I ended up riding up to the Island with Allen's family and now I'm camping with them.
As I've explained, there's a gap of a few weeks between the Beltane and the beginning of the summer semester--for most of us, we use the time to take a couple of workshops. The masters take a few days off and write up the student evaluations for the spring classes. So. But the yearlings spend two weeks of that gap on a certain island in a kind of retreat--they camp as a group and get to know each other. The masters (except for Greg) go to the Island with them and teach a series of workshops there. When not teaching, they're more or less on their own retreat--the masters don't camp with the students.
Anyway, Charlie's workshop includes a couple of educational hikes, but there are too many yearlings to fit manageably into a single hiking group. So Charlie divides the group in half and has an assistant lead the other group. Last year, I trained to be his assistant, and now here I am on the Island in that capacity again.
But I can't camp with the yearlings, because they're supposed to be bonding with each other as a group. And I can't camp with the masters, for the same reason, more or less. I was afraid I'd end up having to camp by myself, but fortunately Allen's family goes up to the Island at the same time and they said I could stay with them. They'll stay on after the retreat is over, so the whole family can have a vacation together and I'll head back to campus with the yearlings.
I got up here a few days ago, talked through the walk with Charlie (he does exactly the same program every year, which does make things easier for me), and hiked the routes myself to see if anything on the trails had changed that I would need to talk about--there wasn't.
Today I did the first of the hikes. I was a lot less nervous this year than last--I've done it before now, of course, and the whole idea of me leading part of a workshop seems less alien. It actually helps that I don't know most of the yearlings. Charlie's told me that there's no problem with teaching your friends--if they're really your friends they'll respect you--but it's a little tricky to maintain both roles and it's easier not to have to deal with that when you get started. Anyway, the other hikes I have to do are tomorrow and the next day.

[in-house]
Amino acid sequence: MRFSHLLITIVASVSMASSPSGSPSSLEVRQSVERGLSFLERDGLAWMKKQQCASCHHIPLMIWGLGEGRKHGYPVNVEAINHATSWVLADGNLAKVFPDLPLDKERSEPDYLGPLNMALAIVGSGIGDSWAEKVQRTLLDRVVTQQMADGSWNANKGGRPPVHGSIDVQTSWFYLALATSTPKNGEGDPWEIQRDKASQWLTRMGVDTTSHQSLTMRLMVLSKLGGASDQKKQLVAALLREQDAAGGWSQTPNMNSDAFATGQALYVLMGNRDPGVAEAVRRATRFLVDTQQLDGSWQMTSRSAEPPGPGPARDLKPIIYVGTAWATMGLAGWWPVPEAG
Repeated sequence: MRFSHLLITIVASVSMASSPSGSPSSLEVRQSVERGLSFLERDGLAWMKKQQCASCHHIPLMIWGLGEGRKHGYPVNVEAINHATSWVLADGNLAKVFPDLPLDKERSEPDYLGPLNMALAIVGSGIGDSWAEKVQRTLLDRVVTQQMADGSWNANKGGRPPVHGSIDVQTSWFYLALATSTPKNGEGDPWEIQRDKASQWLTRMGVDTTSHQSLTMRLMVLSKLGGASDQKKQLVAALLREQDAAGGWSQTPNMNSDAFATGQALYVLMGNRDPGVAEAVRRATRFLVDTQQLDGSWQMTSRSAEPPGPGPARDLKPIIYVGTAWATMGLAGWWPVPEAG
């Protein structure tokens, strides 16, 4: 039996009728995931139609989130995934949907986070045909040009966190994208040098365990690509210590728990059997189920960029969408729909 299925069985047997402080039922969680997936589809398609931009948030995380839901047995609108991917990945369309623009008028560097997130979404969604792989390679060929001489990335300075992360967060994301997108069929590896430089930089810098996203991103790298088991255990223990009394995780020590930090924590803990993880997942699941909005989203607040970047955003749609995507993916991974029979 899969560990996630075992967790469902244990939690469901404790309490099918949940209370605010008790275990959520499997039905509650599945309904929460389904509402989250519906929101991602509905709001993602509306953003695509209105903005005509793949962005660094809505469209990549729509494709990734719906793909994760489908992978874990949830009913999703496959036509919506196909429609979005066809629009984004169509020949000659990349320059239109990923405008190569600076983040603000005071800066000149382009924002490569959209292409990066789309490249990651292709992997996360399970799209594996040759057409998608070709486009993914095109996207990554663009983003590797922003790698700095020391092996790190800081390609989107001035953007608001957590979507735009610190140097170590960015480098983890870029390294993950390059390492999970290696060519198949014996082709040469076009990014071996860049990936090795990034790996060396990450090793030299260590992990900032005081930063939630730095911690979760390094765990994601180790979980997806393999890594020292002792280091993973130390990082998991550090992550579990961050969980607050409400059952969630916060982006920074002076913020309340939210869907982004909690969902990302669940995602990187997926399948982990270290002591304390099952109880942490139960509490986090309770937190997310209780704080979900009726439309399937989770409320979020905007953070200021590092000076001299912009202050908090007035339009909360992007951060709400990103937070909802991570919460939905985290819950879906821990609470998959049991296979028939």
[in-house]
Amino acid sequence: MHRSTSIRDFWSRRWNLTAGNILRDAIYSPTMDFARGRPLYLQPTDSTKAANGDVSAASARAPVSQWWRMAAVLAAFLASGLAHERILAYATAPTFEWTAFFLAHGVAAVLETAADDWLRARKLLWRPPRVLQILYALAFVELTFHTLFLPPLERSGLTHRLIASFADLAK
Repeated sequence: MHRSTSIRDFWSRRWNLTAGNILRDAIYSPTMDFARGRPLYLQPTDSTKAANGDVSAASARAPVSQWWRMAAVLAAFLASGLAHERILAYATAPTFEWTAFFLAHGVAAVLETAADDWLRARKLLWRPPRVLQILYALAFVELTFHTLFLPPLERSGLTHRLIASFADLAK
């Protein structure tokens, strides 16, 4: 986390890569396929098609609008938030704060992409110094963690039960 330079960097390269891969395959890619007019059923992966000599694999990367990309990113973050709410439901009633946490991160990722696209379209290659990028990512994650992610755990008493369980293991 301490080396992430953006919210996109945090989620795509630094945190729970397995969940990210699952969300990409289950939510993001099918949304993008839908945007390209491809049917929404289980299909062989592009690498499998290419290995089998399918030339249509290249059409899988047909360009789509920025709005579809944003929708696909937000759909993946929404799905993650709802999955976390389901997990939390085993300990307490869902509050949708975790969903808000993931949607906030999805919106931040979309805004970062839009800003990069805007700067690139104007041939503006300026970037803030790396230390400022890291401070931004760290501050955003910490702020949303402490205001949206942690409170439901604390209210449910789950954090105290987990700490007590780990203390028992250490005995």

After that, I don't have anything particular to do. I don't know whether I'll stay the whole time or head back by bus--Charlie has encouraged me to spend some time exploring the island on my own, learning as much as I can, so next year I'll be able to answer questions at more depth. It occurs to me this is a lot of effort to put into an assistant who's only going to be available one more year, but of course I'm still a student--part of the point of all of this is to further my education, as well as that of the yearlings.
You know, I really like it here. I like the sea and I like the mountains. I like the forests and the plants there, which are different than the plants back on campus--I notice things like that now, it makes the entire place seem exotic. I like coming here in the early spring, which is what May is here--the trees haven't broken bud yet, most of them. When I go back to campus, everything will seem explosively lush in comparison.
I don't know, I don't have much else to say. I'm just having a good time.